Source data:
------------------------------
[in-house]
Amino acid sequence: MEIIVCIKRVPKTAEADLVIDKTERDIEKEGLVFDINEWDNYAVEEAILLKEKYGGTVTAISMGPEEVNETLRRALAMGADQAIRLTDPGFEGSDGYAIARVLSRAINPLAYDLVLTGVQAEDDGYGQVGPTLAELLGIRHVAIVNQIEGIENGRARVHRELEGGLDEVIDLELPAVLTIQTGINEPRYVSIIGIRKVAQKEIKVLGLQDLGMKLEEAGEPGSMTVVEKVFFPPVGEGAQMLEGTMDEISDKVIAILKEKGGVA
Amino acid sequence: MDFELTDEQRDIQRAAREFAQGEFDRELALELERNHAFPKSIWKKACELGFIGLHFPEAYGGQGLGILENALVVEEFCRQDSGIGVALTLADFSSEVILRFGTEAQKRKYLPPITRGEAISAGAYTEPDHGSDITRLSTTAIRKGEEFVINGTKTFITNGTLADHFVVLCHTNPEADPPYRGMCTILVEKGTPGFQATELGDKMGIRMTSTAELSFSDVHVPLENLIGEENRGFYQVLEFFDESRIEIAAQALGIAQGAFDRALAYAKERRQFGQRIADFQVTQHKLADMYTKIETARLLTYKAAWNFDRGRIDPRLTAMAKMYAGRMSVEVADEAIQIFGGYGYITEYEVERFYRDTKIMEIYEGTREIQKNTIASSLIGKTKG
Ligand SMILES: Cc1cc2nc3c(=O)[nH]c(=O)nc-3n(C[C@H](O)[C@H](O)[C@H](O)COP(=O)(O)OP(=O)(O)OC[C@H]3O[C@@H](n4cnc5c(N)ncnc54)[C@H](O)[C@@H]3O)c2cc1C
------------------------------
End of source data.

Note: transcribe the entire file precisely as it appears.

[in-house]
Amino acid sequence: MEIIVCIKRVPKTAEADLVIDKTERDIEKEGLVFDINEWDNYAVEEAILLKEKYGGTVTAISMGPEEVNETLRRALAMGADQAIRLTDPGFEGSDGYAIARVLSRAINPLAYDLVLTGVQAEDDGYGQVGPTLAELLGIRHVAIVNQIEGIENGRARVHRELEGGLDEVIDLELPAVLTIQTGINEPRYVSIIGIRKVAQKEIKVLGLQDLGMKLEEAGEPGSMTVVEKVFFPPVGEGAQMLEGTMDEISDKVIAILKEKGGVA
Amino acid sequence: MDFELTDEQRDIQRAAREFAQGEFDRELALELERNHAFPKSIWKKACELGFIGLHFPEAYGGQGLGILENALVVEEFCRQDSGIGVALTLADFSSEVILRFGTEAQKRKYLPPITRGEAISAGAYTEPDHGSDITRLSTTAIRKGEEFVINGTKTFITNGTLADHFVVLCHTNPEADPPYRGMCTILVEKGTPGFQATELGDKMGIRMTSTAELSFSDVHVPLENLIGEENRGFYQVLEFFDESRIEIAAQALGIAQGAFDRALAYAKERRQFGQRIADFQVTQHKLADMYTKIETARLLTYKAAWNFDRGRIDPRLTAMAKMYAGRMSVEVADEAIQIFGGYGYITEYEVERFYRDTKIMEIYEGTREIQKNTIASSLIGKTKG
Ligand SMILES: Cc1cc2nc3c(=O)[nH]c(=O)nc-3n(C[C@H](O)[C@H](O)[C@H](O)COP(=O)(O)OP(=O)(O)OC[C@H]3O[C@@H](n4cnc5c(N)ncnc54)[C@H](O)[C@@H]3O)c2cc1C